by Nate Jackson For more than a week, hundreds of truck drivers at our seaport have stopped working to protest unfair treatment, unsafe work conditions and their lack of workplace rights. They are putting their livelihoods on the line because they know that fighting together is the best way to win a brighter future.
These short-haul truck drivers are one of the engines behind economic strength of the Port of Seattle. They have critical jobs moving containers from ports to terminals, getting the goods we need from the shipping lines to the retailers and factories. But they labor in the background, working for low pay, many living check to check.
After years of sub standard treatment, unsafe working conditions and disrespect in the workplace, the shutdown at the Port of Seattle was sparked by more than 100 of these drivers who went to the State Capitol in Olympia last week to speak up for better work conditions. They talked about unsafe loads and a lack of basic employee rights that allows companies like Edgmon, one of the largest port companies, to mistreat them.
Then, when they reported to work the next day, they were harassed, threatened, retaliated against, and insulted to the point that they decided enough was enough: they weren’t going back to work until things got better.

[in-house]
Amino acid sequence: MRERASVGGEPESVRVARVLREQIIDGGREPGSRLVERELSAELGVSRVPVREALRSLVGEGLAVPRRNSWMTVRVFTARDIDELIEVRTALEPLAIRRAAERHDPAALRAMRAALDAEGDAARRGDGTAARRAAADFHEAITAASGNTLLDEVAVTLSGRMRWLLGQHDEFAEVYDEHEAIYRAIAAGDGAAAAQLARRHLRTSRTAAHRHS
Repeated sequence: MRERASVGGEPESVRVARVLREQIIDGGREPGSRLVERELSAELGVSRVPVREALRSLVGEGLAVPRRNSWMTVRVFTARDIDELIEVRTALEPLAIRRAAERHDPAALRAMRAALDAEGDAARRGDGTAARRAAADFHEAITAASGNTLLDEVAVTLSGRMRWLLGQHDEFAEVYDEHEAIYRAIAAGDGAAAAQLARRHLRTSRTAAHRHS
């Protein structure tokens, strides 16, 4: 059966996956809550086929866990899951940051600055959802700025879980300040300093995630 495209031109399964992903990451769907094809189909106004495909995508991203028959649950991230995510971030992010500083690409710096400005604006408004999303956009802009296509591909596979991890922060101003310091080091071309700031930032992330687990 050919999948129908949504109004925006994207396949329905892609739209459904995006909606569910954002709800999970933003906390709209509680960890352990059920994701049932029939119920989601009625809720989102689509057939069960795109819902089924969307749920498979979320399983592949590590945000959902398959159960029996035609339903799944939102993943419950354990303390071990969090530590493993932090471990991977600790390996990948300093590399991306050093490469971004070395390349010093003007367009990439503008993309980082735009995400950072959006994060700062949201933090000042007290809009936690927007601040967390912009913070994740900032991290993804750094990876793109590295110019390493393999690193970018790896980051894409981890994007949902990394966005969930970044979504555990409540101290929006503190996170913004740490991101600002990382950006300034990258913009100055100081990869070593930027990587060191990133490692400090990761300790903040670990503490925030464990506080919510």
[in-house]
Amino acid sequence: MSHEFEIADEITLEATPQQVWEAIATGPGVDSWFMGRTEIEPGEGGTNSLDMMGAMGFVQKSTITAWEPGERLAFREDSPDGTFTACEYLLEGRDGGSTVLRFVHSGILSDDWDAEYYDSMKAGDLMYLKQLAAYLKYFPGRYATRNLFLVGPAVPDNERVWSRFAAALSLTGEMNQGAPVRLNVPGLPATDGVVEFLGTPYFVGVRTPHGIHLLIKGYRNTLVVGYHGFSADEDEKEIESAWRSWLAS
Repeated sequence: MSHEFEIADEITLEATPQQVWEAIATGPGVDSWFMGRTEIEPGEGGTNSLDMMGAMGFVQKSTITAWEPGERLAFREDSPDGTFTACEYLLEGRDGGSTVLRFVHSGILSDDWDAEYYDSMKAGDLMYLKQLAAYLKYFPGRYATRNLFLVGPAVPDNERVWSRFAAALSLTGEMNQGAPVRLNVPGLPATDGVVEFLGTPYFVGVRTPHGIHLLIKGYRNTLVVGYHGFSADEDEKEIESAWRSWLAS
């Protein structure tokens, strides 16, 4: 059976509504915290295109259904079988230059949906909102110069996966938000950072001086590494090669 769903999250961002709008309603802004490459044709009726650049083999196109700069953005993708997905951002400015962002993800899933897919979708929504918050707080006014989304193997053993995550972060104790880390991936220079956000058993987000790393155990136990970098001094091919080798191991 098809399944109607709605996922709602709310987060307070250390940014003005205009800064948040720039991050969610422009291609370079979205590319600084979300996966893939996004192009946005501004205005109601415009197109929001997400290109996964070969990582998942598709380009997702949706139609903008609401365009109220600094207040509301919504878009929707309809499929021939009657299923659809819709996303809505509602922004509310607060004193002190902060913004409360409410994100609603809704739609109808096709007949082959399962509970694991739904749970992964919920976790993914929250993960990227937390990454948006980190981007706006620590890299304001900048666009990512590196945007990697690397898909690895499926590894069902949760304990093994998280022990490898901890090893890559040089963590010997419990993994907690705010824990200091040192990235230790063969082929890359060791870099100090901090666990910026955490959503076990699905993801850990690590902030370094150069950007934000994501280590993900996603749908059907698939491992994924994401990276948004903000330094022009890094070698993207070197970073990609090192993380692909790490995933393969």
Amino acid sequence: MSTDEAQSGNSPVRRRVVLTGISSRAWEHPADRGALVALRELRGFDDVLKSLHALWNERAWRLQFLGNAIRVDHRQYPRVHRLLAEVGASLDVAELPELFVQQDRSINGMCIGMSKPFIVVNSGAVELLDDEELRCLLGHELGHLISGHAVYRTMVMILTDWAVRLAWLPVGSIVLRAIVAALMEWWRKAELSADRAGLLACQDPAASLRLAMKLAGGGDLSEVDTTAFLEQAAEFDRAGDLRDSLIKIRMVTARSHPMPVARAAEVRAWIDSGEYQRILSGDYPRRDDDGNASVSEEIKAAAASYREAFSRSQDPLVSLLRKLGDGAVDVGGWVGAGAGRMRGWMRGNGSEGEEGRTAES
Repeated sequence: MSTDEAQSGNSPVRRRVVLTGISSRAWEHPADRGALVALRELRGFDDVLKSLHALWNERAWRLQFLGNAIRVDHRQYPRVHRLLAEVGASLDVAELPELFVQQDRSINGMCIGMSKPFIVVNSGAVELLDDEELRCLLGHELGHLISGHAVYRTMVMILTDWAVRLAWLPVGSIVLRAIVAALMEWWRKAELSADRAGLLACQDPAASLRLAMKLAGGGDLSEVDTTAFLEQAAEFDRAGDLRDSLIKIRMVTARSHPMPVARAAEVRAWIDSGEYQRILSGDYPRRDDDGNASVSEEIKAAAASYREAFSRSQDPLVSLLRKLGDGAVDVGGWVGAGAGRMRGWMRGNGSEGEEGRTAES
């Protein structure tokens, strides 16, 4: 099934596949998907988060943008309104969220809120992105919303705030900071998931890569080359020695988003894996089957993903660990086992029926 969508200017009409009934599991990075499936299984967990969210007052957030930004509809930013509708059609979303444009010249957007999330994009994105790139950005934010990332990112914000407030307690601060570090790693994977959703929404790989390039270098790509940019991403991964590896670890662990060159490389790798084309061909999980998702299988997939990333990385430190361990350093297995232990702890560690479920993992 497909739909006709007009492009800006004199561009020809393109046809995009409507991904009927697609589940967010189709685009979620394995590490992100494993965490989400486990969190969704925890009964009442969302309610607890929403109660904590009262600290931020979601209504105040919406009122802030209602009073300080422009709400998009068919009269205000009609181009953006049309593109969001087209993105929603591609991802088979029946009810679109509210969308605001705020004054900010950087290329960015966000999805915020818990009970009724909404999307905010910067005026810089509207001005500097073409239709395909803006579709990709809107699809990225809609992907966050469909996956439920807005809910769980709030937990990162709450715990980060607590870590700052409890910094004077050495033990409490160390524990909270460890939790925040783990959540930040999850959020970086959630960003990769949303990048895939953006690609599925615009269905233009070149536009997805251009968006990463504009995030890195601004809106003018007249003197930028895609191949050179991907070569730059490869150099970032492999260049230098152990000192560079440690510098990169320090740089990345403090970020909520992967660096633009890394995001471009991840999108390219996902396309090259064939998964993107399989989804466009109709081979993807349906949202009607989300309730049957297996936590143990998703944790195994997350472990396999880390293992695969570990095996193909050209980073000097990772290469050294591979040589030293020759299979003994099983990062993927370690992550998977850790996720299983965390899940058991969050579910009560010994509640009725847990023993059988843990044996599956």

Since then, the work stoppage has only grown. Containers are piling up, rail yards are quiet, and the companies who do business at the port are getting scared.
Of course, big corporations always get scared when workers bring attention to poor working conditions and take action together to stand up for their rights. Some companies like Edgmon even try to punish their workers. Apparently in retaliation for the action of the drivers, Edgmon had been withholding checks unfairly.
The workers wouldn’t stand for that. On February 7th, hundreds of drivers, mostly East African immigrants, pressured Edgmon by peacefully gathering in mass outside the administrative offices.They spoke to the media, the police and anyone who would listen about the latest wrong from Edgmon.
The drivers know that this is an important first step. Through collective action they had a victory, but they are hungry for more change. They’re just getting started.
That’s why we need to support them. Let’s stand together because every worker deserves to be treated with respect and have the ability to earn a living that let’s them take care of their families without unnecessary risk.
They won’t be ignored again.